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The U.S. and China agree to historic emission reduction targets

Staff writer ▼ | November 12, 2014
The United States and China, the world's two biggest contributors to climate change, have struck a new, more ambitious deal to cut their greenhouse gas emissions.
U.S. China climate
Ecology   Obama and Xi jointly announced the deal
President Barack Obama and President Xi Jinping jointly announced the deal, the New York Times reported. The agreement marked the culmination of nine months of quiet dialogue between the two countries, capped off in recent days by Obama's visit to China.

The pledge commits the U.S. to cut its emissions 26 to 28 percent below their 2005 levels by 2025. This builds on the current target of a 17 percent reduction below that baseline by 2020, and could actually double the pace of emission cuts set by that initial goal from 1.2 percent a year to as high as 2.8 percent per year.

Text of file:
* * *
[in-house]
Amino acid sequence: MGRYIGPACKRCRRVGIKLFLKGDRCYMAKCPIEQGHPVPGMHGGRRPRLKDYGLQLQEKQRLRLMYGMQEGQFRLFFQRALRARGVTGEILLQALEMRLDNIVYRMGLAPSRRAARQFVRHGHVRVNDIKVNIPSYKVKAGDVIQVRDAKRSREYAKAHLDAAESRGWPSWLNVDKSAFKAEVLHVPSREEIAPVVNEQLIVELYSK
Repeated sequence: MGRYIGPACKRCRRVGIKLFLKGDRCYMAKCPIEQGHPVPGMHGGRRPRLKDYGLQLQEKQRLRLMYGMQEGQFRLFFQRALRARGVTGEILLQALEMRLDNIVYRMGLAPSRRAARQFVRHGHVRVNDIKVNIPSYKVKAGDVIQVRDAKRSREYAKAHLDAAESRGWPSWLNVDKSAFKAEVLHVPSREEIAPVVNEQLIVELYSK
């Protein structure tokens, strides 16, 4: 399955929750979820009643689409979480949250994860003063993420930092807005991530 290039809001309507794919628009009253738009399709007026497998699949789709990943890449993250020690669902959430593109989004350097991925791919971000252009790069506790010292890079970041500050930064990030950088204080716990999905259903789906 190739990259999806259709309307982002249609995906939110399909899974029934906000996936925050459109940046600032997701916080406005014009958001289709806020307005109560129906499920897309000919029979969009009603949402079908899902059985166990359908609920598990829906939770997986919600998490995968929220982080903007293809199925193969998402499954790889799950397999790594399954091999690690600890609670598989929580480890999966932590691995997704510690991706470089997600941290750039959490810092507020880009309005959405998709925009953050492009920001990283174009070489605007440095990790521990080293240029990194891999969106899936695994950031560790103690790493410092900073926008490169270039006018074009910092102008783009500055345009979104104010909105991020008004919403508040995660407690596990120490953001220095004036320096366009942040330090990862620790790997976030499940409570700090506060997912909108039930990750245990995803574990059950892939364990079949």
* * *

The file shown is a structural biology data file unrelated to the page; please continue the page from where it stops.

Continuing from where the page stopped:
The White House has actually been looking into the possibility of expanding beyond the 2020 target since 2013, and has been involved in occasional interagency meetings to that effect.

For its part, China is committing to get 20 percent of its energy from non-fossil-fuel sources by 2030, and to peak its overall carbon dioxide emissions that same year.

China's construction of renewable energy capacity is already proceeding at a furious pace, and this deal will require the country to deploy an additional 800 to 1,000 gigawatts of zero-carbon energy by 2030. For comparison, 800 to 1,000 gigawatts is close to the amount of electricity the U.S. current generates from all sources combined.


 

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